Thanks for the excellent blog. It’s good to see blogs about bicycling.
    Have you spent much time on rail-trails on your many journeys?
    If so, I’d enjoy hearing which ones were your favorites.
    I’m also curious why you went to recumbent & then back to a regular bike. I’ve only ridden recumbent a few times, but loved it.
    If you don’t mind, I’ll add your blog to the trails network blog page.
    I would be deeply grateful if you could add a link to the trailsnet blog in the “related sites” section of your blog.
    Thanks and happy riding.

  2. January 12, 2011

    Yes, my path from recumbent to upright is a little unusual, I’ll admit. As I mentioned in the post, I started with a ‘bent due to hand pain, and eventually switched over to uprights because I wanted to ride off-road.

    Recumbents make beautiful touring machines for the open road (or rail-trails), but are less suitable for hilly or rough terrain, both of which I wanted to explore.

    As for rail-trails, yes, I’ve ridden the full length of the Katy Trail in Missouri (on a recumbent) and most of the length of the Prairie Spirit Trail here in Kansas (on both a ‘bent and upright). I have hopes to explore more trails in the region, such as the Steamboat Trace and Cowboy Trail in Nebraska, and the Wabash Trace in Iowa.

    As for the link to your site: done. You’ve done a beautiful job with Trailsnet.com!

  3. January 13, 2011

    Thanks for the trailsnet compliment.

    I hope to ride the Katy Trail sometime this spring or summer. How long did it take you? Did you camp or stay in hotels, or just do it all in one shot?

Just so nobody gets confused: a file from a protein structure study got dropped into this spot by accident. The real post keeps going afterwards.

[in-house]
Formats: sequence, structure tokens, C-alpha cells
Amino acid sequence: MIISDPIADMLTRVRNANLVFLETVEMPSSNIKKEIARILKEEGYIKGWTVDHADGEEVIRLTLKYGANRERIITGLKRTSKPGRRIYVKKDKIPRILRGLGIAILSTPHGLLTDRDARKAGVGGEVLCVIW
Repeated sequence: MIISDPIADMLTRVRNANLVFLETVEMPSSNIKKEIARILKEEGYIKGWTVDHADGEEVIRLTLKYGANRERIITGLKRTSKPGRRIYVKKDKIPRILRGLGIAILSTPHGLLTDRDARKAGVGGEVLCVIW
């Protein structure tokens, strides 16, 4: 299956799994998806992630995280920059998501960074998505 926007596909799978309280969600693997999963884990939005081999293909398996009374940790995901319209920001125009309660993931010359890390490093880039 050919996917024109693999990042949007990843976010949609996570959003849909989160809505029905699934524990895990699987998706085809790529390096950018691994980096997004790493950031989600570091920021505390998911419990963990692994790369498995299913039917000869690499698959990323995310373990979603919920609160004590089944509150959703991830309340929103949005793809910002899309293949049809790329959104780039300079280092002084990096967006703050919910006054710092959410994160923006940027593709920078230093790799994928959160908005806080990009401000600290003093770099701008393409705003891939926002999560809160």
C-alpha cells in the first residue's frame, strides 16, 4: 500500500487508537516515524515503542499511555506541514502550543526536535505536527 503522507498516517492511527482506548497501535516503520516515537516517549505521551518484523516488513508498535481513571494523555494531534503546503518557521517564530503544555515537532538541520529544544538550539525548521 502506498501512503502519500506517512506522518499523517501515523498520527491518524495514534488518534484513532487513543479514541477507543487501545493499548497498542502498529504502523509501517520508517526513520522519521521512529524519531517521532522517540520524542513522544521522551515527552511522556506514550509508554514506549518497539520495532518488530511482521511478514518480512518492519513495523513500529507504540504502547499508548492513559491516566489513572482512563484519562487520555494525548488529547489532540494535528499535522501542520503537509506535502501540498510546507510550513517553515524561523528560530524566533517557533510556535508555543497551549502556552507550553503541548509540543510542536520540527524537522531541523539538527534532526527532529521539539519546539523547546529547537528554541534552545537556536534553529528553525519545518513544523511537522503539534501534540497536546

While I’m asking all the trail questions, how long does it take to ride the Prairie Spirit? I’m trying to decide whether to do both the Katy & Prairie Spirit in one long road trip or do them on two separate ones.

  4. January 13, 2011

    I rode it as part of an annual tour organized by the State Parks Department. It was a very beginner-friendly tour, so mileage was light and accommodations were all arranged ahead of time for us. It was a 5-day tour.

    Here’s my ride report: http://www.recumbum.com/category/ride-reports/katy-trail-ride-2007/

    The Prairie Spirit Trail is 51 miles in length, so it’d be two days or one long day (assuming out and back).

    Another Kansas trail that I failed to mention is the Flint Hills Nature Trail. This will be 117 miles when finished, but it’s currently only complete in segments. I know the segment from Osawatomie to Ottawa very well, and it’s excellent. I’d recommend riding that piece of the FHNT when you do the Prairie Spirit, since they connect at Ottawa.


  5. January 13, 2011

    Thanks for the info and links.

    I checked out “the recumbum” and it looks like a great blog. Are you still posting on that one or have you switched over to the dirtbum entirely?

  6. January 13, 2011

    RecumBum is basically legacy, except on the odd day I get the urge to break out the recumbent again.